Other Reading

I also re-read Fifth Business by Robertson Davies. Perhaps one day I’ll write a proper analysis of it, but since it is not a first impression I don’t think I’ll critique it much right now. I am currently reading Neal Stephenson and Nicole Galland’s The Rise and Fall of D.O.D.O. I have been neglecting Ken Liu’s Grace of Kings since July and it’s not because I don’t love it, I actually can’t stop thinking about it, but for some reason I got caught up in other books. I think I need to give it the attention it deserves very soon. I also read some of the essays by Ursula K. Le Guin from The Wave in the Mind but I don’t have a strong opinion on any individual essay just yet. All I can say is that Le Guin is one of the most advanced and progressively-thinking writers out there.

Literary Titans Revisited | Review

“Their writing explores themes in our society…the plight of the marginalized, the environment, the difficulties of finding one’s self and place, the anxiety of getting it all wrong, the longing for love, the search for justice.” —Anne Urbancic

32841205Professor Anne Urbancic (at Victoria College, University of Toronto) assigns her first-year students to explore in depth a library’s archive, write a detailed essay, and present it to the class. One of her students, Griffin Kelly, discovered in her search a series of compact discs in the Victoria University Archive at the E.J. Pratt Library. What she found were 16 interviews conducted by Earle Toppings with some of Canada’s top novelists and poets who were leading figures in the emergence of Canadian identity in literature. Kelly brought Mr. Earle Topping—an editor turned radio host who still resided in Toronto at the time—to speak to the class. Thus began the project that has now been turned into the book Literary Titans Revisited. Urbancic called upon four students, including Griffin Kelly herself, Geoff Baillie, Amy Kalbun, Vpasha Shaik, and the E.J. Pratt Library’s leading Reader Services librarians Agatha Barc, and Colin Deinhardt to collaborate on transcribing the interviews.

Urbancic notes in the introduction that:

“While Canada prides itself on its many excellent and exceptional authors and poets… they had not often appeared on the world’s literary stages until the second half of the twentieth century.”

The topic of Canadian identity in literature is still relatively new compared to its English and American fellows, and resources on Canlit authors are still being pieced together. What Urbancic created with Literary Titans Revisited is an excellent primary source for future Canlit students. Each writer’s interview with Earle Topping is preceded by a brief introduction including biographical material, a portrait, relevant and major contributions, as well as a brief analysis of their overall influence on Canadian literature and culture. The first section ‘Prose’ includes interviews with six novelists including Margaret Laurence, Morley Callaghan, Hugh Garner, Hugh MacLennan, Mordecai Richler, and Sinclair Ross. The second section ‘Poetry’ contains the remaining ten interviews—among which are Al Purdy, Dorothy Livesay, and Irving Layton—to name a few. Lastly, the seventeenth chapter contains an interview with Earle Toppings who discloses his interviewing process, the composition of his questions, and the experience of interviewing the sixteen authors. Finding how he came up with the project and the recording devices he used at the time is an inspiring reminder of how much one can do with minimal resources.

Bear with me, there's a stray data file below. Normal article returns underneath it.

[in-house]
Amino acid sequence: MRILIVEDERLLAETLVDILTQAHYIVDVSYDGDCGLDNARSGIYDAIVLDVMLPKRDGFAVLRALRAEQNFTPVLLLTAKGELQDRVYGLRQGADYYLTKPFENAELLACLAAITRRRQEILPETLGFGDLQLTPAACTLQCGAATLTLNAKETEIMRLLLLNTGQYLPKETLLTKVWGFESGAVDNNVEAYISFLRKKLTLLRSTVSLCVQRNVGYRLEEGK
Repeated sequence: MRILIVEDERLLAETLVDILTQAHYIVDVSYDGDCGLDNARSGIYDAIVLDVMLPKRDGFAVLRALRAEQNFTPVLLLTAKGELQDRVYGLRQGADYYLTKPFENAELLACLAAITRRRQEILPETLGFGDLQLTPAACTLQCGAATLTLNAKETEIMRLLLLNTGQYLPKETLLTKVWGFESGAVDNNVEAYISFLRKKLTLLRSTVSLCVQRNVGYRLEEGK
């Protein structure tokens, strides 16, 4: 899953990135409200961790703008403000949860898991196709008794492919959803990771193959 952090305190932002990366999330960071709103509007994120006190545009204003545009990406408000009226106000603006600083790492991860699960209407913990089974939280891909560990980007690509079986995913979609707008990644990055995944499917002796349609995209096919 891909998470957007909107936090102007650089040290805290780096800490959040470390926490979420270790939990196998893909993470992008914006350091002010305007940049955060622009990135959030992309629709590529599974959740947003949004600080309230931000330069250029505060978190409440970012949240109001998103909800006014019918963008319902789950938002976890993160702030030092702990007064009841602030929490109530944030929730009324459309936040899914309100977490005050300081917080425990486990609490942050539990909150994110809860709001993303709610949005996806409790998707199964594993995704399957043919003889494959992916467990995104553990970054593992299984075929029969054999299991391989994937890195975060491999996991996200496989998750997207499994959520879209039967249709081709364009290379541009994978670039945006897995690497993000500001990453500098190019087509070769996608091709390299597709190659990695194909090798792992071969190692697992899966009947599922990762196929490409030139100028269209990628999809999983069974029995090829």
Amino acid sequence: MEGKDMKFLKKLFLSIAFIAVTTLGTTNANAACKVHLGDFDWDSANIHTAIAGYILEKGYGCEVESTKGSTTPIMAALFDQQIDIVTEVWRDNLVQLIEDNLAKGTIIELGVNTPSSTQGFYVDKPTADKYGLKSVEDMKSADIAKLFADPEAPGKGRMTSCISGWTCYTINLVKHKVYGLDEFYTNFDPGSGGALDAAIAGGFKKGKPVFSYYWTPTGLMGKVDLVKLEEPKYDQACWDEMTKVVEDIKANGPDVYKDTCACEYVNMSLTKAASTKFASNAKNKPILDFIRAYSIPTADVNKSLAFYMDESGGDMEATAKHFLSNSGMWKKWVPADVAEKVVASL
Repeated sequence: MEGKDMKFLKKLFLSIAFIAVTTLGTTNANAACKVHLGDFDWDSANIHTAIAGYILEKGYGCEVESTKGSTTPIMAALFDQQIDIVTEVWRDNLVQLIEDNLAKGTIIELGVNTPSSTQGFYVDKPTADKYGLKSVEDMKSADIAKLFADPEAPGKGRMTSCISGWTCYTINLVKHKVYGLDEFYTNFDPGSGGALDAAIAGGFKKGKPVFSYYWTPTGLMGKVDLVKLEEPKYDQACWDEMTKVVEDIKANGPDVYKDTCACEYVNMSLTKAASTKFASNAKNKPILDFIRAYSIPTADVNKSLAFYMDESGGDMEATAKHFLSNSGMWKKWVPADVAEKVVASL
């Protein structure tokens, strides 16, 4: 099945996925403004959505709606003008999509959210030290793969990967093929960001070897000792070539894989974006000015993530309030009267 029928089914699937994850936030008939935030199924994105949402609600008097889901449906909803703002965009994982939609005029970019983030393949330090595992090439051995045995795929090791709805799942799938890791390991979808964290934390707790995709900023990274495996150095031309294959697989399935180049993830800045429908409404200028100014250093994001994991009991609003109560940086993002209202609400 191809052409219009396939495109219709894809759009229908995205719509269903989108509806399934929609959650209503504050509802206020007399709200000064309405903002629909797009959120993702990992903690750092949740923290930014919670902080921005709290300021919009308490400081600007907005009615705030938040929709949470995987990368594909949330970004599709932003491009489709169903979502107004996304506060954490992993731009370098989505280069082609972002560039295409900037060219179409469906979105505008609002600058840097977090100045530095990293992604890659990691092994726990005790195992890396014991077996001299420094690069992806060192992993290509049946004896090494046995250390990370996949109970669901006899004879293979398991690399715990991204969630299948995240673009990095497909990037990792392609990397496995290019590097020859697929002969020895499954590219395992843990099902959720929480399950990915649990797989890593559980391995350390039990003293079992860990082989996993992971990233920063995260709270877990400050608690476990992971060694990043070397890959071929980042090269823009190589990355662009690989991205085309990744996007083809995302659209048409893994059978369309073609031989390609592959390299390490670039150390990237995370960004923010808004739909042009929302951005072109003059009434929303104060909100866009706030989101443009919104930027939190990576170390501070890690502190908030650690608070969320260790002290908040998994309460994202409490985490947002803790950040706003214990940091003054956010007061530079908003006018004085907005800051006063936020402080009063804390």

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Statue of Al Purdy in Queen’s Park (unveiled in 2008).

The authors shared personal anecdotes, life struggles, and their creative process. Some poets read aloud to Toppings some of their newly composed poems which are not necessarily the ones that later on appeared in print. When it comes to transcribing the poems, this collection stays true to the recordings rather than what was finalized in print. What I found particularly interesting was how at the moment Canadian writers were asked how some of their life experiences connect to their artwork, they began by discussing either a British or American author as an example of how that can happen. Morley Callaghann speaks of Conrad and Joyce, Hugh Garner of Fitzgerald, Hugh Maclennan of Hemingway, and Mordecai Richler of several authors like George Orwell, and Norman Mailer. While trying to find the Canadian voice, these Canadian authors were still using American and British identities as a crutch even in the late sixties.  These interviews are a clear depiction of the search for a unique voice. Simultaneously, some keep in perspective the problematic consequences of Canadian history. Urbancic emphasizes that Al Purdy for instance: